TV: Time to pull the plug on the Nationwide Tour?
Monday, May 21, 2012
In the six-plus years that I’ve served as Golfweek’s television critic, it’s no secret that I’ve carried a torch for Golf Channel’s coverage of the lowly Nationwide Tour. I’ve at times been so fawning in my praise that it’s become a running joke among some colleagues and folks at Golf Channel.
There’s no doubt that I’ve graded the Nationwide coverage on a curve; after all, I’ve never been reluctant to chastise Golf Channel, CBS and NBC if I didn’t like aspects of their PGA Tour coverage. The Nationwide telecasts always have been done with smaller budgets – roughly one-third the size that a network will spend to produce a PGA Tour event, even though the Nationwide tournaments often received comparable airtime. Yet the Nationwide telecasts have been some of the most entertaining I’ve watched over the years, with creative production and a crew that seemed passionate about its product. In short, the Nationwide crew managed to do a lot more with a lot less resources. I’ve always appreciated that.
Given that, I’m not happy to write the following.
If the new, stripped-down Nationwide Tour production unveiled at the BMW Charity Pro-Am is the best that Golf Channel and the PGA Tour can deliver, the two sides should seriously discuss further curtailing the tour’s TV schedule, if not pulling it off the air altogether.
The key facets of this season’s production changes are: fewer cameras and lots more feature stories. The result is that we tended to see the same players and same holes. On Friday, Sam Saunders got the kind of airtime that used to be reserved for his grandfather. Meanwhile, Darron Stiles was leading the tournament that day, playing just three holes ahead of Saunders, but was never shown.
Cameras tended to linger on a featured player’s group – Josh Broadaway on Thursday, Saunders on Friday, Luke List on Saturday. We’d sometimes see each member of the foursome play his approach or putt out, presumably because there weren’t enough cameras to show action elsewhere on the course.
During the first three days of the tournament, I think I saw more of the par-3 11th hole at Thornblade CC than I’ve seen of the 12th at Augusta National over the past decade.
On Friday, Stephanie Sparks did two on-course interviews with actor and occasional Golf Channel host Anthony Anderson. Now, Anderson seems like a pleasant fellow, but that’s approximately two more on-course interviews than I ever want to see with him.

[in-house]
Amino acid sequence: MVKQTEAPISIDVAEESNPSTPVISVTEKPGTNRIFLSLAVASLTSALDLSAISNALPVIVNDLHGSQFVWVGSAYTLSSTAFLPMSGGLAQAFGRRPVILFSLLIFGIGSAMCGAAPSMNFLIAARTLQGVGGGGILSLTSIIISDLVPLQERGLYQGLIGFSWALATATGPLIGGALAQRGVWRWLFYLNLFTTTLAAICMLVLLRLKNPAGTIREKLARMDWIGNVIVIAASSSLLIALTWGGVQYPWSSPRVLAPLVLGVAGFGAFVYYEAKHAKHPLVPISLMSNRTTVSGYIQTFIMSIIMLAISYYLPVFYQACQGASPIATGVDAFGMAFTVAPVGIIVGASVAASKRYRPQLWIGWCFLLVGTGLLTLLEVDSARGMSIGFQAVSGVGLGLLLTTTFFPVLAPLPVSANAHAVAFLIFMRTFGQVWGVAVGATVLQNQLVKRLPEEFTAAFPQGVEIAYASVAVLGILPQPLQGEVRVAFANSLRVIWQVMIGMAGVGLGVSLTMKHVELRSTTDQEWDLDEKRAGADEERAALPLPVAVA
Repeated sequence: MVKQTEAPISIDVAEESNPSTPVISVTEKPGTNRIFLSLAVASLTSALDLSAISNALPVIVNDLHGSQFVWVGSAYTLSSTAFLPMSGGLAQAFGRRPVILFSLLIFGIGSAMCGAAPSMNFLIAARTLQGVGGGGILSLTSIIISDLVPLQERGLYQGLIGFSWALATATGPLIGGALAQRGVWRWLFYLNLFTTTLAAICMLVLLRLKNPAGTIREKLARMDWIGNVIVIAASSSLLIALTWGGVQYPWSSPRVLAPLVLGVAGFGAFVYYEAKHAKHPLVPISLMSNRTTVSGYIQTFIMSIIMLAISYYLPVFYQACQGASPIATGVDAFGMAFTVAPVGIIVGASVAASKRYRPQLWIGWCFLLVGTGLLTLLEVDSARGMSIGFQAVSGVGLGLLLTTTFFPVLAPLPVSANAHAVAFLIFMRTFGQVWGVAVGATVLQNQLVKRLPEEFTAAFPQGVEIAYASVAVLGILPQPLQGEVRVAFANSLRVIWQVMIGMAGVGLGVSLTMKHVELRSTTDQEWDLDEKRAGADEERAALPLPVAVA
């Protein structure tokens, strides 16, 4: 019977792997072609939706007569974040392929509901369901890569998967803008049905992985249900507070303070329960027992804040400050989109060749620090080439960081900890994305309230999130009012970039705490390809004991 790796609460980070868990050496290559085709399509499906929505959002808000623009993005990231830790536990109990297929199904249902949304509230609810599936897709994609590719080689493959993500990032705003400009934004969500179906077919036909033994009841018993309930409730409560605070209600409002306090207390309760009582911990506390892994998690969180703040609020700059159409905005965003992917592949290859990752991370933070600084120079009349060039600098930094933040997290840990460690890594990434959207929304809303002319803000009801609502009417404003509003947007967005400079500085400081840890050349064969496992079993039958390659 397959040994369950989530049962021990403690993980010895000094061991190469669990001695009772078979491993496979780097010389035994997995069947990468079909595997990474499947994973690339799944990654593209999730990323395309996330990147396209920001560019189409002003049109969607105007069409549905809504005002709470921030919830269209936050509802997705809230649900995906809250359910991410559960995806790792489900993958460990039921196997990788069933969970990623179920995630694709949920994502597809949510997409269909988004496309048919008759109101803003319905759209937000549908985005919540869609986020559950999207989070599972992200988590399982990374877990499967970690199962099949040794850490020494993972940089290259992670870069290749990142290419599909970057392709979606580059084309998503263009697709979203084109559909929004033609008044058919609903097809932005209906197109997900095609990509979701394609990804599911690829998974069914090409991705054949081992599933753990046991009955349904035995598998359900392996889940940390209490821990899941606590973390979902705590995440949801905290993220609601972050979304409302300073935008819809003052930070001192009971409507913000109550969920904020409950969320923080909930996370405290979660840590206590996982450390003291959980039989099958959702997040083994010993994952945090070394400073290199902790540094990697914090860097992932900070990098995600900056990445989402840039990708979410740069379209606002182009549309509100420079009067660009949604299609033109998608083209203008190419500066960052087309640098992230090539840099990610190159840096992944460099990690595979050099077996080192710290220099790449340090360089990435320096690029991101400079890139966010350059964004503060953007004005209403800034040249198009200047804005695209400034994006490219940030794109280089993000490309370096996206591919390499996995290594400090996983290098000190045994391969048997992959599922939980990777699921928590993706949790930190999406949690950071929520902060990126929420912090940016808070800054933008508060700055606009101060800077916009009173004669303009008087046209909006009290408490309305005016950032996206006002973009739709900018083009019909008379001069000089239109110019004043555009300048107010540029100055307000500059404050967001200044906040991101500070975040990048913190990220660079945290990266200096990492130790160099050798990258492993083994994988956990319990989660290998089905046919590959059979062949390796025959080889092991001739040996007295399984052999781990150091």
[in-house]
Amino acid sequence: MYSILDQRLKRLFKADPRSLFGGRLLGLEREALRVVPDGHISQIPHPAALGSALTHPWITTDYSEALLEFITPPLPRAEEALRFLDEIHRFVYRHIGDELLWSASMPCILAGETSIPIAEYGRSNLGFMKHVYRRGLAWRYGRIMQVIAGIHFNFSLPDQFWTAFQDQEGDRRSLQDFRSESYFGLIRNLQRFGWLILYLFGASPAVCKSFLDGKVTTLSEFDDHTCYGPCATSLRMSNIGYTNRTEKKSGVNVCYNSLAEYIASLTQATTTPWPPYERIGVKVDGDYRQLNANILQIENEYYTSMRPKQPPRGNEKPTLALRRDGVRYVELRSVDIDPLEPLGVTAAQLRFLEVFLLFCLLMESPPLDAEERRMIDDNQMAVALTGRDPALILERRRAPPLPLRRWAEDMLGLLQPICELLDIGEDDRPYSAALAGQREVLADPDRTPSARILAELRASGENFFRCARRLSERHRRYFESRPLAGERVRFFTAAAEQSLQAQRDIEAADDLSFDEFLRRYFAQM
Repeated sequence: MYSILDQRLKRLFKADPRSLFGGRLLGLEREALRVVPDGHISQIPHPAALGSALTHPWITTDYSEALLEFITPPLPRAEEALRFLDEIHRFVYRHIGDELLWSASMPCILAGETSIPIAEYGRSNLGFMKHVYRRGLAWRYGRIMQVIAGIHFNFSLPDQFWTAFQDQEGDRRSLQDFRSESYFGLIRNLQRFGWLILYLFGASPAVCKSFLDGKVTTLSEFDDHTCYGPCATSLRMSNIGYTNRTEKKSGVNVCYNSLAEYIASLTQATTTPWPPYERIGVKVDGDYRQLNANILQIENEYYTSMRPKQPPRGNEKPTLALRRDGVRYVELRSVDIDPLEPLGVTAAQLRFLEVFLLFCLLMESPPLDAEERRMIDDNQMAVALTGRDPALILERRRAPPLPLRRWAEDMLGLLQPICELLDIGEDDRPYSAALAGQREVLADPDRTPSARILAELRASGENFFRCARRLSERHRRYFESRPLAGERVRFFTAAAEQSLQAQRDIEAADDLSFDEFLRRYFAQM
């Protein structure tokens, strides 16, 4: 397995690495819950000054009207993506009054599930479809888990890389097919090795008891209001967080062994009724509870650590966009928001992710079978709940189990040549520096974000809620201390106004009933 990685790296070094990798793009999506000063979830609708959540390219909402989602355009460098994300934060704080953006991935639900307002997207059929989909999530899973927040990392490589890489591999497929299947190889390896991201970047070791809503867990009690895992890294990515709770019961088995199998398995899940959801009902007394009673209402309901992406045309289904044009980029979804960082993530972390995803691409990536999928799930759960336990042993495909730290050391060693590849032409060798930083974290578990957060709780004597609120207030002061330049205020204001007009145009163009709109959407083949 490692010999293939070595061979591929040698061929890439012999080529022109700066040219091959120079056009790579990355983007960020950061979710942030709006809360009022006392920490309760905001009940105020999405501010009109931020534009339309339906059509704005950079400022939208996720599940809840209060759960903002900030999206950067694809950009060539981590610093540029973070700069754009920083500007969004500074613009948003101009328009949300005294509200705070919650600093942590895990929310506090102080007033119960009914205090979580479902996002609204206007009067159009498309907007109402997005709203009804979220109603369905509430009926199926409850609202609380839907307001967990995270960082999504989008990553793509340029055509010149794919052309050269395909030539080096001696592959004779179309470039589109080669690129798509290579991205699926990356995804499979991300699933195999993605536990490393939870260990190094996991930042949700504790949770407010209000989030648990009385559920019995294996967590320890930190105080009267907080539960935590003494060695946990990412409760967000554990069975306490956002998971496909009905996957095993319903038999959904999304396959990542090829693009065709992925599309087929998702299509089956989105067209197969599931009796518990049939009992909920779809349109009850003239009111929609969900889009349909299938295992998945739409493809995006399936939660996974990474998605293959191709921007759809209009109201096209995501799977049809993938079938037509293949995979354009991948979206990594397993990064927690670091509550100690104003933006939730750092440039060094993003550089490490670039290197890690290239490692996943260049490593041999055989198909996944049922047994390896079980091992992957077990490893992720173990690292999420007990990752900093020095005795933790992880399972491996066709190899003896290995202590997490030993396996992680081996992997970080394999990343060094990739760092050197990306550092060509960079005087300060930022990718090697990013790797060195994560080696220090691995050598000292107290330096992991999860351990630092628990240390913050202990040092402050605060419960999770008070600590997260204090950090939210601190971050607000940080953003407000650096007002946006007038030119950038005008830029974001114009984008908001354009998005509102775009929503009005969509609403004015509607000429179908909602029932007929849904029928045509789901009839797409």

While I like the concept of on-course interviews, there’s a time and place for them. You can pull List aside for a couple of minutes during a slow-moving pro-am, as Sparks did on Saturday. But I didn’t think it was wise for Cockerill to do a short interview with Nick Flanagan after the first playoff hole Sunday. At that point, the competition has to take priority.
Before the BMW Pro-Am, Ty Votaw, executive vice president of the PGA Tour, tried to put the best face on this new format, saying it would allow Golf Channel to do more stories that introduce fans to Nationwide players.
In theory, that’s plausible. But the features we saw seemed designed to be done quickly and with little thought or effort. For example, on Thursday and Friday we saw a new segment called “On Course with Kay Cockerill,” in which Cockerill walked one practice hole with Broadaway and Casey Wittenberg and asked each player a few questions.
It’s the sort of segment that can be shot quickly, but it doesn’t show any creativity and it exposes Cockerill’s weak interviewing skills. And so we got pointless comments such as this one from Wittenberg about his win earlier this season: “It was one of those great weeks. It just came together. I putted well when I needed to. I hit some great shots when I needed to.” Platitudes like that remind me why I’m glad I don’t cover any of the tours. More to the point, it’s the sort of unenlightening quote that should end up on the cutting-room floor, but it gets used if you’re just trying to find a quick and easy way to fill time.
I’m all for doing more features, particularly during the first two rounds, and I suspect there are a lot of good stories to be told on the Nationwide Tour – former PGA Tour players trying to revive their careers, young hotshots just out of college, young Asians trying to make a go of it in the U.S. But it takes time and resources to tell good stories.
During Saturday’s telecast, we saw a clip of PGA Tour commissioner Tim Finchem at the Arnold Palmer Invitational, talking about the “expanded Nationwide Tour” and its increased importance now that Q-School no longer provides access to the PGA Tour. Given that, it’s ironic that as the Nationwide Tour is growing in relevance, its presence and quality on television are shrinking almost to the point of insignificance.